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Memorials are over – people have gone home – life goes on.
Or has it?
Life might have resumed for others who have gone home to their families and familiar routines. But your life has been drastically changed. Life doesn’t just “go on” for you.
No matter what tragedy or loss you have encountered, it has drastically disrupted your life. Before you can establish a new normal, you need to first let go of what was.
To let go, you need to stop struggling. There is a natural resistance to accepting the ending of something valuable and important. When you continue to resist, however, you risk getting stuck in sorrow, sadness and depression; and maybe anger and resentment.
Acceptance is where you stop fighting the reality that exists: my spouse has died, my child is dead, my teen is into drugs, my marriage has ended, and I may be out of work.
It is where you stop denying and resisting and start working with it. It may be painful. You might have lots of unanswered questions, uncertainty, hesitation and doubts. But if you run away from them, you won’t be able to work through them and create a new life that has meaning and significance.
Acceptance is not the end. It is the beginning.
It is where you take the ashes of your loss and start over. Letting go does not diminish what you had, and acceptance doesn’t mean you are giving up or resigning yourself to no happiness in the future. It just frees you to consider options.
While grieving the death of my husband, I wrote in my journal, “Acceptance this morning is not a promise of a new beginning. It is a bitter pill added to the string of losses I have been asked to accept: my husband, my home, my source of income, etc.”
But as I worked on the concept of acceptance, I was able to pick up the pieces of my life and construct a new beginning that had meaning, purpose and contentment.
Working through unpleasantness is never easy. You may want to withdraw and isolate yourself, so others won’t see your brokenness, fears and vulnerabilities. As you work through the tangles of thoughts and emotions, and decisions you need to make, you will discover you are stronger than you think, more flexible and resilient, and deep down have a desire to live again.
Reasons for not accepting
We don’t want to accept because we don’t want to feel the pain, loneliness, uncertainty, fear and anxiety caused by this loss.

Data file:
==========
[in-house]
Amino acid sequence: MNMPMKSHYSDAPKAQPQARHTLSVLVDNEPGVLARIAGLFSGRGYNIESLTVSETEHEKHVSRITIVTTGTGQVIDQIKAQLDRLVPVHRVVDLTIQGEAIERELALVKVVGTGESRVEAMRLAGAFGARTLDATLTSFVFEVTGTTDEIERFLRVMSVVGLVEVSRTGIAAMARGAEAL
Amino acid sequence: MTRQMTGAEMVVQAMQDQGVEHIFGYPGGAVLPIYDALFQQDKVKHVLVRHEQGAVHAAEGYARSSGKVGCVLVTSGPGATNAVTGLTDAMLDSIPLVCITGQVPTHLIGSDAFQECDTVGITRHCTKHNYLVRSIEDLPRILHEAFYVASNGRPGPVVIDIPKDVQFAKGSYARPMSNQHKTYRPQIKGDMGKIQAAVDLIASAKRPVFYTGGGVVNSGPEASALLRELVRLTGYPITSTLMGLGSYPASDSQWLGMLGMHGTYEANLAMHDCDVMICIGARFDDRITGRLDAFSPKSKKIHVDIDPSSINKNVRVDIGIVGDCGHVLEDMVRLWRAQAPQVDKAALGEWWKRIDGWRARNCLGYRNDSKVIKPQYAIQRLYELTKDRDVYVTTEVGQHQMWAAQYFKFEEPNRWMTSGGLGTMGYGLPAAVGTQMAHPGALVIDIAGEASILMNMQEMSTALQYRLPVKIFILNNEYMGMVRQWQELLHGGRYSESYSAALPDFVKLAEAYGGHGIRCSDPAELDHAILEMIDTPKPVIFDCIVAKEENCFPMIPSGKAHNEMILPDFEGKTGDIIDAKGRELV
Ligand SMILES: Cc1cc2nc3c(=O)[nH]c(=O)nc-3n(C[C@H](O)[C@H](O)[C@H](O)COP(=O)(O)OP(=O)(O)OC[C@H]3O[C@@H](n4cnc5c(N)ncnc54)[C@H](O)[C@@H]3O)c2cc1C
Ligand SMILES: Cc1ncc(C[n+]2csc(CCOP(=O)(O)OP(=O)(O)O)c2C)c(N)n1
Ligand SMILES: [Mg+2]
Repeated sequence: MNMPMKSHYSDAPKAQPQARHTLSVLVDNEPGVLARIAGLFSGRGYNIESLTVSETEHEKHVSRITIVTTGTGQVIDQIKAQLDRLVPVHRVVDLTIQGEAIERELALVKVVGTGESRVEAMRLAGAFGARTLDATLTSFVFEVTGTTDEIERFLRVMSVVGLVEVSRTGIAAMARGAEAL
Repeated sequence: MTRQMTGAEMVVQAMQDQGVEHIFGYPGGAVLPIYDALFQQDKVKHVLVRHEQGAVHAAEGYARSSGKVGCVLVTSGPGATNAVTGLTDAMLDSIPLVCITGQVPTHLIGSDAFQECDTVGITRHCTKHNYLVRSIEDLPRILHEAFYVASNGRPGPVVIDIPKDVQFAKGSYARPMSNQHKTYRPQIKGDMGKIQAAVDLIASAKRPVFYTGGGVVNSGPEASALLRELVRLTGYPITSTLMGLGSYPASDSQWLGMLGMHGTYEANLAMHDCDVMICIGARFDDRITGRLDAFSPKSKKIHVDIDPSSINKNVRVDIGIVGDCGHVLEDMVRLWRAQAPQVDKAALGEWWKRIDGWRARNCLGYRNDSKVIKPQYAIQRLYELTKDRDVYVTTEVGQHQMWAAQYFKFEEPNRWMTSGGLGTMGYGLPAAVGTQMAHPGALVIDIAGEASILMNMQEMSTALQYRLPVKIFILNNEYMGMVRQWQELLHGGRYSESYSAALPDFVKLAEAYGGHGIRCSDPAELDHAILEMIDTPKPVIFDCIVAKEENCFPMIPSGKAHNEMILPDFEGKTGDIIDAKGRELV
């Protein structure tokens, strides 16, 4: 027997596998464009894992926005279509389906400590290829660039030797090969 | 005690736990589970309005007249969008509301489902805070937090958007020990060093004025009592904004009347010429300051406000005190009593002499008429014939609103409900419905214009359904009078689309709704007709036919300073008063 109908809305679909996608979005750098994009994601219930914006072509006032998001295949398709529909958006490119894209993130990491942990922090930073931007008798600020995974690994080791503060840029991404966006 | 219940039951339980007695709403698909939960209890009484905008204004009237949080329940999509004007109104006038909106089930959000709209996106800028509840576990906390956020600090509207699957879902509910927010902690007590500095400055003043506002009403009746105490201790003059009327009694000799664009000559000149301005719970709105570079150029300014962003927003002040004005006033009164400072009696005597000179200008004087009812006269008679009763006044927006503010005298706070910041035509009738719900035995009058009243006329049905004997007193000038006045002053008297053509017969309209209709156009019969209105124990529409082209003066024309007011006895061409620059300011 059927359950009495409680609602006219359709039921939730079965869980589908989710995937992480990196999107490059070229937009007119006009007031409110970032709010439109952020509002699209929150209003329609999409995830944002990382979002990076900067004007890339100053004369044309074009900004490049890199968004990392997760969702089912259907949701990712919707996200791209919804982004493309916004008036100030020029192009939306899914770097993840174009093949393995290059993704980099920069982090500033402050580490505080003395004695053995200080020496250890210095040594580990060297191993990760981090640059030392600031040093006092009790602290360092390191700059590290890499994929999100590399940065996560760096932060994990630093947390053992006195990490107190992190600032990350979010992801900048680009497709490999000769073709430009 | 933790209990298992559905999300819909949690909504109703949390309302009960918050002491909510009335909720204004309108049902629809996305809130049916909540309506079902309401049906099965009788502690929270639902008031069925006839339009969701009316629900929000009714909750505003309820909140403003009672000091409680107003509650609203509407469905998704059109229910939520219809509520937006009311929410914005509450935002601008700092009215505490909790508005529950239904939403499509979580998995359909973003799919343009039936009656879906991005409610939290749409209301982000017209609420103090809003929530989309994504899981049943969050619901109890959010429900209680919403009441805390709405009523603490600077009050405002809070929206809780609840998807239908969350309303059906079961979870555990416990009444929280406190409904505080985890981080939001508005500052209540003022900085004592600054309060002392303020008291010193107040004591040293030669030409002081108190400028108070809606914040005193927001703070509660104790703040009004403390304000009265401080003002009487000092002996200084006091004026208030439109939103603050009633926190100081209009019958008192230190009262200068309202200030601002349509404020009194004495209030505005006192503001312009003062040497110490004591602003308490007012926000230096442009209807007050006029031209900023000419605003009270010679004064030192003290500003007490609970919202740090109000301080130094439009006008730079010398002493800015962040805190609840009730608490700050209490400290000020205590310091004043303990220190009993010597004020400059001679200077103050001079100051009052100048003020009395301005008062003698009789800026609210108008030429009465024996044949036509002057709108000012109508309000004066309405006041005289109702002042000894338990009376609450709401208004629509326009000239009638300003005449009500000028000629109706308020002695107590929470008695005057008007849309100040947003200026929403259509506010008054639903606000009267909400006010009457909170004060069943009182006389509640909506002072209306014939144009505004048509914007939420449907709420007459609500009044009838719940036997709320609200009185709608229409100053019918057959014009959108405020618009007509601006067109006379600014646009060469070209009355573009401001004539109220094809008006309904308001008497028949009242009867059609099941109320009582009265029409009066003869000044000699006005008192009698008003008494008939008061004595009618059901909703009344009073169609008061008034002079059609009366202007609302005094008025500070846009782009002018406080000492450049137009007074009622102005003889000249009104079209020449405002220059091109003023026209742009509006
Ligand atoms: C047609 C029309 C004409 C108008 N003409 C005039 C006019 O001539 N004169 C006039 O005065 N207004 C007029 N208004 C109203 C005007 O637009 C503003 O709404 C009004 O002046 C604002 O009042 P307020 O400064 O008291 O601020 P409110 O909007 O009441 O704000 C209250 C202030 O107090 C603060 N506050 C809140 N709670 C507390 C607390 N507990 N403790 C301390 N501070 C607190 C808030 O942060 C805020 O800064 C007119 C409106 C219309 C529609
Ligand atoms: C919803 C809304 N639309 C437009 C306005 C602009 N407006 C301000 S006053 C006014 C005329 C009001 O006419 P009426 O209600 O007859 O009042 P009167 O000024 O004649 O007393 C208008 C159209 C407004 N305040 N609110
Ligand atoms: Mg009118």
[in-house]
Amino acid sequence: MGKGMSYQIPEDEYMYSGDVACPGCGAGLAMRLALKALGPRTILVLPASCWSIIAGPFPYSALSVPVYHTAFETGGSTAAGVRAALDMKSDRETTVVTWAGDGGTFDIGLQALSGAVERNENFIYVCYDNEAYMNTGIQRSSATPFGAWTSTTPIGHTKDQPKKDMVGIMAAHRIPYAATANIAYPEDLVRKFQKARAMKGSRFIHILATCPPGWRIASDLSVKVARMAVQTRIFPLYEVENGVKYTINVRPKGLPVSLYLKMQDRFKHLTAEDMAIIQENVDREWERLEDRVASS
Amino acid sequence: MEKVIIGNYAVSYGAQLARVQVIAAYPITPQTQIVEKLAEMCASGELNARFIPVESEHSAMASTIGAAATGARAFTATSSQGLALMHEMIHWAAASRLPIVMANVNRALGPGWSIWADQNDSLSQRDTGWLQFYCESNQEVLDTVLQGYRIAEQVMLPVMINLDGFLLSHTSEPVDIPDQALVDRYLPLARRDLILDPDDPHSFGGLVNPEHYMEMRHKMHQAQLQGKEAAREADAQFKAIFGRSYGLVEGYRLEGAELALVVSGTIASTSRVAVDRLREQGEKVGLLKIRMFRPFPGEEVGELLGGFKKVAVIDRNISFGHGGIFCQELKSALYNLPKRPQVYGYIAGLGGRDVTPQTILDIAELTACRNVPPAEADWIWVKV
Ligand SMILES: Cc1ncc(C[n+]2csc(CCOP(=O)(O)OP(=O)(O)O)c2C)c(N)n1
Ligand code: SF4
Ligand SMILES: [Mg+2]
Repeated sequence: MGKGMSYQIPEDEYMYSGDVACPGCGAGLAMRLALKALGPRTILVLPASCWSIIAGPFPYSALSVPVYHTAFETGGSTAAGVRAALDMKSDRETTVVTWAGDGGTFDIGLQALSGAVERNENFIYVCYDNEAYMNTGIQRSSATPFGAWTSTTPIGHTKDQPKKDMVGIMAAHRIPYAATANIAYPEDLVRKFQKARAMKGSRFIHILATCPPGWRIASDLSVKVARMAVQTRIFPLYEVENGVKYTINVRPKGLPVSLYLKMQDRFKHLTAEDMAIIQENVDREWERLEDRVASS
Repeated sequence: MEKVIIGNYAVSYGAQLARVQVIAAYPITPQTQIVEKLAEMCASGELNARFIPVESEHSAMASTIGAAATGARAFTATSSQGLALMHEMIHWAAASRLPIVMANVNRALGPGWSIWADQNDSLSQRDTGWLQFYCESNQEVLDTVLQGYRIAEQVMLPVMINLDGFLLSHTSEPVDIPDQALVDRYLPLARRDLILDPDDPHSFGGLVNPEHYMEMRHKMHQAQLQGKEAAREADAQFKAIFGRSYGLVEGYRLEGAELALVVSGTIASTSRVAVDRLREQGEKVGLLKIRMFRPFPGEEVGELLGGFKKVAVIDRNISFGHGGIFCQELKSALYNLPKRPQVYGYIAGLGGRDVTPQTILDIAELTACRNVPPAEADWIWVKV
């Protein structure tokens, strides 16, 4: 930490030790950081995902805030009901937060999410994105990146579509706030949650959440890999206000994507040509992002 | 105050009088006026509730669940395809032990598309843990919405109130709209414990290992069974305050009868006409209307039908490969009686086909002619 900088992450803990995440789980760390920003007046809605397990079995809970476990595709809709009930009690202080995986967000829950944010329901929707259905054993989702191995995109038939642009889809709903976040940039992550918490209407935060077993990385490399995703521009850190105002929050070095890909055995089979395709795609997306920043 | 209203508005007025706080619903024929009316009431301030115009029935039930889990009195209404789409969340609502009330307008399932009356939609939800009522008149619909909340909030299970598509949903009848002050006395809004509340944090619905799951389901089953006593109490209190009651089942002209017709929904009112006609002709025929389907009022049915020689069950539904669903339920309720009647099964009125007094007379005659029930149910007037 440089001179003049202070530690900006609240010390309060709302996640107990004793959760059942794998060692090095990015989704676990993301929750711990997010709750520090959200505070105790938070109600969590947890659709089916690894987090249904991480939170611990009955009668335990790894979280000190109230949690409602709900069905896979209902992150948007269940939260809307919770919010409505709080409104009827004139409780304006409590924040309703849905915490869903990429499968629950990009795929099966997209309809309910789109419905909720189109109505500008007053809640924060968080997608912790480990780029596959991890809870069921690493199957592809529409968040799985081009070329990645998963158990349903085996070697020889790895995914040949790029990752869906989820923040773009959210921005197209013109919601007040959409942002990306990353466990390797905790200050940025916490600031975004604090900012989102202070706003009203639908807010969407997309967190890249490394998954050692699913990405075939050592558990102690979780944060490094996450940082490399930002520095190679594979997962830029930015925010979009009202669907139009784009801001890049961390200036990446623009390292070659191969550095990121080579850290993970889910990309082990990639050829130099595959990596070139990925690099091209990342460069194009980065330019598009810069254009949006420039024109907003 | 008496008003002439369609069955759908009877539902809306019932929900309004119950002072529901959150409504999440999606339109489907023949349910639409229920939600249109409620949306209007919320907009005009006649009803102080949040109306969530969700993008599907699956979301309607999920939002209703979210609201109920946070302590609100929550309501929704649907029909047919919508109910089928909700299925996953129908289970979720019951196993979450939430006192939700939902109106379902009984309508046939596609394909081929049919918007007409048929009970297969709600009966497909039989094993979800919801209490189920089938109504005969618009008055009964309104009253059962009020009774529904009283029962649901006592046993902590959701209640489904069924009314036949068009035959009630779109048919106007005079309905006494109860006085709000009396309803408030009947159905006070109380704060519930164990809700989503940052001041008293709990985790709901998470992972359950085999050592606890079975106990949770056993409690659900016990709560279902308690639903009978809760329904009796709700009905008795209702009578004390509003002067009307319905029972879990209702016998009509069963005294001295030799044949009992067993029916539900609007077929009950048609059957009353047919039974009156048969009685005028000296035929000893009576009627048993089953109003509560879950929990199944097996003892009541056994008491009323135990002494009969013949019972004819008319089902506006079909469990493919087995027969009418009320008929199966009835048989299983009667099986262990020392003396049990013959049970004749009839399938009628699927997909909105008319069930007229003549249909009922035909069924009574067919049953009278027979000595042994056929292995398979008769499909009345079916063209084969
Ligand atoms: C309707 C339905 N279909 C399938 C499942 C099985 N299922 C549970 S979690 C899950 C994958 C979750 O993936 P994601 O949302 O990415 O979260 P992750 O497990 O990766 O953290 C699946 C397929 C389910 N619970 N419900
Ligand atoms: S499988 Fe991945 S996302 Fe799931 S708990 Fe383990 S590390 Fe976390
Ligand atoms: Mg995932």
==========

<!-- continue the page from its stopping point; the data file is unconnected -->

Through acceptance, I can come to terms with my situation. I don’t blame anyone or myself. It isn’t saying that someone got all the breaks and I didn’t.
Acceptance simply acknowledges that life isn’t perfect, I’m not perfect and neither is anybody else.
Each of us will experience losses and unwanted changes that will require acceptance, letting go and starting again.
Life is a process – a dance.
It is never static, never the same. It is constantly evolving and changing. It is movement – we are going somewhere. It requires flexibility and the ability to move through and beyond our losses. Rebuilding begins with acceptance, letting go, reframing what happened and making new choices.
Acceptance does not mean:
- I have no worth. Instead, it enables me to discover it.
- I am powerless. Instead, it helps me use my power more constructively.
- I stay in this spot forever. Instead, it allows me to look for better options.
- I have no rights. Instead, it allows me to use my rights in a productive way
- I am a victim to whatever happens. Instead, it frees me to take charge.
Integrating our losses takes time. It may seem as though we are making no progress, but positive change is happening. We may be required to make that choice of acceptance more than once as we step out in faith.
Where are you right now in your grief process?
Here are some questions to consider:
- Are you feeling stuck or are you ready to move forward?
- What part of your loss are you struggling with? Remember, your loved one is always with you in your memories.
- What doubts, uncertainties, anxieties, or fears are keeping you from moving forward.
- What decision is required of you right now? Make a list of potential problems you may be facing and prioritize. Take the number one priority and begin working with it.
- What specifically do you want to remember and take with you? Perhaps it is a special way of doing things that was shared with your loved one. You might want to return to favorite places or make that trip that wasn’t completed before. For me, it was responding more to the humorous side of life as my husband did.
Learning to Live Again in a New World
We need validation for the turmoil of thoughts and emotions we experience. But we also need the tools necessary to create a new beginning that is both satisfying and meaningful. My new book, Learning to Live Again in a New World, offers those tools to help work through the problems you might be facing.
It is a guide to help you through the ups and downs of grieving a significant loss. And it includes a study guide at the end for use with groups.